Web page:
Specialized medical treatment isn't likely the reason you wanted to travel. However, the care you need may be outside your country of residence. If this is the case, make sure you protect yourself both physically and financially before you step foot on the plane or get in the car and hit the road. Here's a look at how medical travelers can protect themselves when in a foreign country:
Before you leave, do your homework. Know about the country you will be in, including cultural differences or travel warnings. Check the State Department's website for traveling warnings, suggested vaccinations and more. Make sure you check with your primary care physician before you get vaccinations, buy airplane tickets and make other travel arrangements. Also, consult your doctor if the procedure or treatment you seek abroad hasn't been cleared in the U.S.
As a person with medical issues, make sure your insurance covers you while you're in-transit and abroad. Travel medical insurance covers people who are worried about coverage while abroad. This type of insurance doesn't typically cover trip cancellations but focuses on emergency medical complications and procedures, as well as evacuation in extreme circumstances. Medical plans such as these are priced based on the duration of your trip, your age and the type of coverage you want. Usually, it costs no more than a few dollars a day. Plans commonly, though don't always, cover unexpected medical and dental costs, emergency travel assistance and travel accidents. Travel Insurance Review has a user-friendly website that compiles and compares different plans.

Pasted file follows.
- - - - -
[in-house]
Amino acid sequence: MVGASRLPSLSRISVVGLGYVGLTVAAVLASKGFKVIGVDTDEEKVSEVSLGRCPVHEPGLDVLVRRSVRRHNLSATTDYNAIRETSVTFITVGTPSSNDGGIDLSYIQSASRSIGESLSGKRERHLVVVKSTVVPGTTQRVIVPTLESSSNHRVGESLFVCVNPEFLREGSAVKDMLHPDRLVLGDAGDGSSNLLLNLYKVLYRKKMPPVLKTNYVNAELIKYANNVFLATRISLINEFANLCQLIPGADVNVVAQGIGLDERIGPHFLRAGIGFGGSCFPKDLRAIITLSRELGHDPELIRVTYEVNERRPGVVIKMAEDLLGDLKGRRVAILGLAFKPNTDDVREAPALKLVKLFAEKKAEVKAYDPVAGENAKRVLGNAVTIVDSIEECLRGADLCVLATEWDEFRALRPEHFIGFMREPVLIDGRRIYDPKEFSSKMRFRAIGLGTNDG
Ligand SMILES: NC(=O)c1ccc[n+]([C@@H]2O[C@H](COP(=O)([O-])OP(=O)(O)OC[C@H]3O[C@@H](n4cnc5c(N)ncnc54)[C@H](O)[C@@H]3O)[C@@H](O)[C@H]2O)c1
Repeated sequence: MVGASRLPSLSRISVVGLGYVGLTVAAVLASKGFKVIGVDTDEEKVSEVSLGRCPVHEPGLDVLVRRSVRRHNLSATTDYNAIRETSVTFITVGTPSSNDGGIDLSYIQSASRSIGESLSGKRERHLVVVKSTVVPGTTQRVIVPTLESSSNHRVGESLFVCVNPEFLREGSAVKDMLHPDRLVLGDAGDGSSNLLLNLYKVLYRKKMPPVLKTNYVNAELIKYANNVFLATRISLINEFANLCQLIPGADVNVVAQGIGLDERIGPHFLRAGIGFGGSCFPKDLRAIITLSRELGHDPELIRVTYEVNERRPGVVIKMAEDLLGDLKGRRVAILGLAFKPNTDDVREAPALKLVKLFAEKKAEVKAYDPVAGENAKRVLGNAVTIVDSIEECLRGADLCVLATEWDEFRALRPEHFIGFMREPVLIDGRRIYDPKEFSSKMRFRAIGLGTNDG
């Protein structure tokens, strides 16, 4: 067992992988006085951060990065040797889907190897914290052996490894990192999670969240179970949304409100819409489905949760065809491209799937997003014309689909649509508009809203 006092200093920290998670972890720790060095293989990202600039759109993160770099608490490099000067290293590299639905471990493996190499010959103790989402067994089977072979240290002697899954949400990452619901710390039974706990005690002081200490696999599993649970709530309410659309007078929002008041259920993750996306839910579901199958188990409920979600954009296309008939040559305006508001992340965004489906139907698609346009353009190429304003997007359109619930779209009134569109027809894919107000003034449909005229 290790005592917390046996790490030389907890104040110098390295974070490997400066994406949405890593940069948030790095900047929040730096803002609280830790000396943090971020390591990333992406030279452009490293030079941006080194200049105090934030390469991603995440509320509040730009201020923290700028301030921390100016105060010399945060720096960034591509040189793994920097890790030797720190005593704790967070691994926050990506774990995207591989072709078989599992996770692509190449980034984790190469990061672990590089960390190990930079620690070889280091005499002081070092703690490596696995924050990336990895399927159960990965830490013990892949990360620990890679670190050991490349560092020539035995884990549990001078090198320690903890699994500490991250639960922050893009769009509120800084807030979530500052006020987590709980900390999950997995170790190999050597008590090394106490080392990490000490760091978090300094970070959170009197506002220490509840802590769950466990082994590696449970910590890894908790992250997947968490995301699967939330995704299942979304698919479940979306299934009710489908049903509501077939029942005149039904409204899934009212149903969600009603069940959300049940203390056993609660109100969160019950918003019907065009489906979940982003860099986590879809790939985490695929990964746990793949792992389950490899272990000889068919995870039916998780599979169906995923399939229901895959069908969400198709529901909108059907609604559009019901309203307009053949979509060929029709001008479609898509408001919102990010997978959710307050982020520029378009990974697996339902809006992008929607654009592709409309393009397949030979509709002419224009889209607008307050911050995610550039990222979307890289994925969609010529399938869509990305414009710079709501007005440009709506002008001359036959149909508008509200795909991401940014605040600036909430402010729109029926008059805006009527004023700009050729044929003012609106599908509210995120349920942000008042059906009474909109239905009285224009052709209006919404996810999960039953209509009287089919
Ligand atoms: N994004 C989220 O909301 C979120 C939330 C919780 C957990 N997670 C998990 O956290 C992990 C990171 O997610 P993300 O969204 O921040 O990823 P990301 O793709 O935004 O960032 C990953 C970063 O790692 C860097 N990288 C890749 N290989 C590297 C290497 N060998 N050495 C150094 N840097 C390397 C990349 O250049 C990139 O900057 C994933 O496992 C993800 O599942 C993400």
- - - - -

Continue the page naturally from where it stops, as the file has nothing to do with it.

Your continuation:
You may not be a sight-seeing tourist, but you likely still look like a visitor. This makes you a target. People who travel typically have money, or at least that's the assumption made by thieves. Protect your finances in case your credit cards are stolen. Since you'll be carrying your passport, it is even more important to keep track of your travel documents. Take the extra step and protect yourself with an identity theft prevention and detection service like Lifelock. Lifelock monitors your bank accounts, credit cards and even your social security number. As soon as Lifelock finds any discrepancy in your accounts, it will notify you, your bank and the credit unions.
Try to avoid traveling alone. Have one other person, family member or friend, accompany you. A new country may be difficult to navigate, so the help of someone you trust is essential. While abroad, use a money belt that is hidden underneath your clothes. Store your passport, credit cards and other important documents here. Never leave these items in your room or in one of your bags. Keep them on your person. It's also a good idea to use a dummy wallet. Only keep the equivalent of ten or twenty dollars in this wallet. If it gets stolen, it won't be a big loss. Also, make sure you keep those at home up-to-date on your plans and progress. If anything goes wrong, they will be the first to notice you haven't checked in.